AES CPA Example¶
This section describes a Correlation Power Analysis (CPA) attack of an implementation of the Advanced Encryption Standard (AES) using FOBOS. AES is an symmetric-key cipher used ex- tensively in security sensitive applications world wide. AES applies four different transformations, SubBytes, ShiftRows, MixColumns, and AddRoundKey, per round and iterates through several such rounds depending upon the key size. An intermediate key called ”round key” is generated and used per round which is derived from the original key through a reversible key scheduling function. We have implemented a basic iterative architecture of AES with 128-bit key length and 128-bit wide datapath requiring 11 clock cycles for one encryption. Key scheduling is done on-the-fly and the SubBytes function is realized through look-up-tables. The block diagram for this design is shown in the figure below:
We attack our AES design during the first round at the output of the register FF1 (see the figure above). The equation for calculating the Hamming Distance (HD) is shown in the eqation below. We use Pearson’s Correlation to correlate the instantaneous power consumption with the HD model.
H(i,j) = HD(SBOX(CT(i) ), SBOX(kguess(j) xor PT(i+1) ))
For trace collection, we used the Basys3 control board and connected a NewAE CW305 DUT (Artix7 FPGA). The DUT clock was set to 1 MHz and the oscilloscope sampling rate was set to 62 M Sample/sec. We then collected 500K traces. The formula above was used to generate the hypothetical power matrix.
Below is the script used for the CPA analysis. This script is at fobos/software/cpaExample.py and the example files are stored in fobos/workspace/aes_artix7_picoscope :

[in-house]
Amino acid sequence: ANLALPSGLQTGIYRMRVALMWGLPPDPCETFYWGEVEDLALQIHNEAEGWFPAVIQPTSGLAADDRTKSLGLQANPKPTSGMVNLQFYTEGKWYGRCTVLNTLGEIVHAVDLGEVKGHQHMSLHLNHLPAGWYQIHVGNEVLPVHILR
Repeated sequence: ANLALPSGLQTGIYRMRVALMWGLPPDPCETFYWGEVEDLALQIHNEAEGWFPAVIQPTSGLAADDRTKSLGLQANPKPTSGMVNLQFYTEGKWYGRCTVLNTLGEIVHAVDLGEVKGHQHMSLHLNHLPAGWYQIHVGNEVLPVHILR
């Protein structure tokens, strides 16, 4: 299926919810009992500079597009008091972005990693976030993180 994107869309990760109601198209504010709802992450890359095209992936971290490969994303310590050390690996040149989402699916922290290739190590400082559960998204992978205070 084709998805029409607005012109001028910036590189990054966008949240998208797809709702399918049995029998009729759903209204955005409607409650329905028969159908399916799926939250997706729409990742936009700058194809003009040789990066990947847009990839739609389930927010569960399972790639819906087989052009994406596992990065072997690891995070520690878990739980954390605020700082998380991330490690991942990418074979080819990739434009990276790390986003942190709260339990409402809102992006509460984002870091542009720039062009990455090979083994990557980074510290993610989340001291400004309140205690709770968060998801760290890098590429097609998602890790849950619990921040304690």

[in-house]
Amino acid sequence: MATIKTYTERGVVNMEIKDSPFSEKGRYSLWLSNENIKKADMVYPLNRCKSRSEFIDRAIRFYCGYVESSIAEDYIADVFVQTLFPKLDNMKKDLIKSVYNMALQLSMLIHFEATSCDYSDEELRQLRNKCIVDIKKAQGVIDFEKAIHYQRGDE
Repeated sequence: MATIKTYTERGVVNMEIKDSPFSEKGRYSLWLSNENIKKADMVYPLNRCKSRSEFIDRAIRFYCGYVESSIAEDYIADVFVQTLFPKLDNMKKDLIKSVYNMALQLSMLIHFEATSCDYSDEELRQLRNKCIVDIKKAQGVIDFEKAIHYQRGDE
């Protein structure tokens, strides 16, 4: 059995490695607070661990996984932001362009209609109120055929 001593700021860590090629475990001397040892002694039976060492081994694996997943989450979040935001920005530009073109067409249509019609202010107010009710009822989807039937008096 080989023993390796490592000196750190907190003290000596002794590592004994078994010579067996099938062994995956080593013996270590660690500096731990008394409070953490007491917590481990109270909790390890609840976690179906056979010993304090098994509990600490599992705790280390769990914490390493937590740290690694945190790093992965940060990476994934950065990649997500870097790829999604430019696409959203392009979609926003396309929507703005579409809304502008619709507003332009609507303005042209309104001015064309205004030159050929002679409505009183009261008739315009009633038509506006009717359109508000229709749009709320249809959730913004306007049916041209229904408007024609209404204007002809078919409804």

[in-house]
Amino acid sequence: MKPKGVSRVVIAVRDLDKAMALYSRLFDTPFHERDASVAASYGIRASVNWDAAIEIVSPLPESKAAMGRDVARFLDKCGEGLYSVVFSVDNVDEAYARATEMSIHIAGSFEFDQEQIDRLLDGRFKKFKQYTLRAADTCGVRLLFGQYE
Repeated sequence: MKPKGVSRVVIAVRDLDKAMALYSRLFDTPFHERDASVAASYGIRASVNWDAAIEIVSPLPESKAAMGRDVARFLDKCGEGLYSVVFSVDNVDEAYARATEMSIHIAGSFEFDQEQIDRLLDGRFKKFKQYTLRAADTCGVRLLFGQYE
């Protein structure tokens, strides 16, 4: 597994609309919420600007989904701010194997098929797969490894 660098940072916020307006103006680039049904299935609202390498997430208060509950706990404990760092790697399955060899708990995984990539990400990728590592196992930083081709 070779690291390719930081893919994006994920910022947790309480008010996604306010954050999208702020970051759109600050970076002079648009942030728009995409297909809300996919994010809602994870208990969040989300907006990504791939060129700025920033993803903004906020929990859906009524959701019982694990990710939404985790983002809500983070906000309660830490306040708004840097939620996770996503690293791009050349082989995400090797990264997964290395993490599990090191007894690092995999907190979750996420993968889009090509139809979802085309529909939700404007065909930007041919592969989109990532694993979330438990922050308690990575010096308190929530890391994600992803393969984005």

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import os import numpy as np import fobos.traceset as traceset import fobos.cpa as cpa import fobos.postprocess as postprocess import fobos.projmgr as projmgr import fobos.powermodels.AESFirstLast as powermodel def main(): # Configure project directories################################ WORKSPACE = "../workspace/aes_artix7_picoscope/capture" PROJECT_NAME = "aes_artix_pico_62MSps" pm = projmgr.ProjectManager() pm.setWorkSpaceDir(WORKSPACE) pm.setProjName(PROJECT_NAME) projDir = pm.getProjDir() analysisDir = pm.getAnalysisDir() ###### TRACES_FILE = os.path.join(projDir, 'powerTraces.npy') PLAIN_FILE = os.path.join(projDir, 'plaintext.txt') CIPHER_FILE = os.path.join(projDir, 'ciphertext.txt') HYPO_FILE = os.path.join(projDir, "hypotheticalPower.npy") CROP_START = 218 CROP_END = 282 NUM_TRACES = 220000 MTD_STRIDE = 10000 traceSet = traceset.TraceSet(traceNum=NUM_TRACES, fileName=TRACES_FILE, cropStart=CROP_START, cropEnd=CROP_END) measuredPower = traceSet.traces hypotheticalPower = powermodel.getHypotheticalPower(PLAIN_FILE, CIPHER_FILE, NUM_TRACES) # hypotheticalPower = np.load(HYPO_FILE) cpaAttacker = cpa.CPA() C = cpaAttacker.doCPA(measuredPower=measuredPower, hypotheticalPower=hypotheticalPower, numTraces=NUM_TRACES, analysisDir=analysisDir, MTDStride=MTD_STRIDE ) if __name__ == '__main__': main()
In line 7 we import the power model module that will calcualte the hypothetical power matrix. This module was used in line 35. After we set the directories and specify input files, we set CROP_START and CROP_END which selects the first round of the encryption in the power trace. We set the number of traces to be used in the attack using NUM_TRACES variable and set the step used in plotting the MTD graph using the variable MTD stride.
Once all setting are complete, we call the doCPA() method in line 40. This method takes the measuredPower matrix, the hypotheticalPower matrix, the number of traces, the directory used to store results and the MTD stride.
Below, we show the correlation graph and the MTD graph for the first byte of the key.